• It’s almost impossible to enforce role and access controls with fine-tuning, as opposed to database security control capabilities with RAG.

It’s worth noting that RAG and fine-tuning are NOT mutually exclusive. In fact, sometimes, they’re combined to leverage each of their strengths to create accurate, reliable LLM applications that you have control over.

For example, a medical assistance application can implement RAG to pull relevant medical and patient information from the database. At the same time, it can use fine-tuning to develop a curated set of common anticipated prompt-query pairs and give precise responses.


Beyond Vector Search: Why Contextual Understanding is Key for RAG

When it comes to implementing RAG, vector databases are considered one of the top contenders. The most crucial element of vector databases lies in vector search for retrieving reliable information from your database.

From query to vector similarity search

Vector search goes beyond keyword matching. It uses machine learning algorithms to capture the semantics of the query. The query is then converted into a numerical representation called vector embedding, which is matched with similar vector entries in the database through similarity algorithms. Through this process, vector search improves the relevancy of the data retrieved.

However, vector search can only match semantic similarity and generate responses based on an association of words. It lacks structure and can’t traverse the disparate pieces of vector data or connect the dots. So, it has trouble understanding deeper context and answering questions holistically. Enterprise-grade LLM applications often require LLMs to understand deeper context in order to produce accurate and reliable responses.


Combining Knowledge Graph & Vector Search to Unlock RAG’s Full Potential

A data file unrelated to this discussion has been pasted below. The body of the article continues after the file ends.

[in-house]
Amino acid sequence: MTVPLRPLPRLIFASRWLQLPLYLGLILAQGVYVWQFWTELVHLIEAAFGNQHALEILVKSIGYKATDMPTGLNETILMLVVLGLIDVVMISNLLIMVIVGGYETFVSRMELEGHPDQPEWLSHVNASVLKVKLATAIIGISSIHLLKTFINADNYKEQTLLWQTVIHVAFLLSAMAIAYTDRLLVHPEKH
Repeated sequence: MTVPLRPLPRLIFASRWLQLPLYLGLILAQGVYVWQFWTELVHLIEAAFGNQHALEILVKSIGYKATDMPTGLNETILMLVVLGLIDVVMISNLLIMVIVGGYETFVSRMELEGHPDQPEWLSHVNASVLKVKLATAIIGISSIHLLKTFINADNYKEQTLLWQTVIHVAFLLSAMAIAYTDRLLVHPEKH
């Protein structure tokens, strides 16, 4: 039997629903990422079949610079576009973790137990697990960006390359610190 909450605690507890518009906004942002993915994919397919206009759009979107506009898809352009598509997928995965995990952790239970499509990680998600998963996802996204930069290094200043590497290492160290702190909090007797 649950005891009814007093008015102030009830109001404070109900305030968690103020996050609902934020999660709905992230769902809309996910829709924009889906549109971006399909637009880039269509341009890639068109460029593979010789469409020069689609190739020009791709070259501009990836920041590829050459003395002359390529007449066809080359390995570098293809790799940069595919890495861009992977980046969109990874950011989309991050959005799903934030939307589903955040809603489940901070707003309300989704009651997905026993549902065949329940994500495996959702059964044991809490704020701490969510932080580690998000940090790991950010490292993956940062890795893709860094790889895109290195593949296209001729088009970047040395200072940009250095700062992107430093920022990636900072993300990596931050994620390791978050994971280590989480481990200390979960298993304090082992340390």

Retrieval-augmented generation (RAG) helps keep AI’s feet on the ground, pulling in fresh, relevant data from an organization’s own treasure trove of knowledge. This smart combo means AI can chat away, providing spot-on answers, almost like it’s tapping into the company’s brain.

While vector search is great at matching semantic similarity, it lacks the context, structure, and reasoning required to give meaningful, holistic responses.

Microsoft Research found that using knowledge graphs along with vector search for RAG, an approach known as GraphRAG, greatly extends and enhances its capabilities.

Knowledge graphs are a structured data representation of a collection of entities (nodes) and relationships (edges) connecting them. It’s a massive, interconnected web of all the things your organization knows, laid out so AI can traverse from one fact to the next. Through inferential reasoning, knowledge graphs provide context-driven insights and a deeper understanding of the topics, overcoming the fundamental limitations of vector search. Neo4j knowledge graph with native vector search is the GraphRAG market leader.

A GraphRAG-powered LLM can match semantic similarity in text while simultaneously understanding the context from structured data, enabling it to return responses that truly address the question. Companies can build GraphRAG-powered LLMs that know the ins and outs of their operations and provide responses in a meaningful, holistic way.

Neo4j knowledge graph and native vector search for GraphRAG

If you’re assessing your tech stack for generative AI applications, the new report from Enterprise Strategy Group, Selecting a Database for Generative AI in the Enterprise, will be a useful resource. You’ll learn what to look for in a database for enterprise-ready GenAI applications. And you’ll discover why a vector-enabled knowledge graph is key to achieving enterprise-grade performance.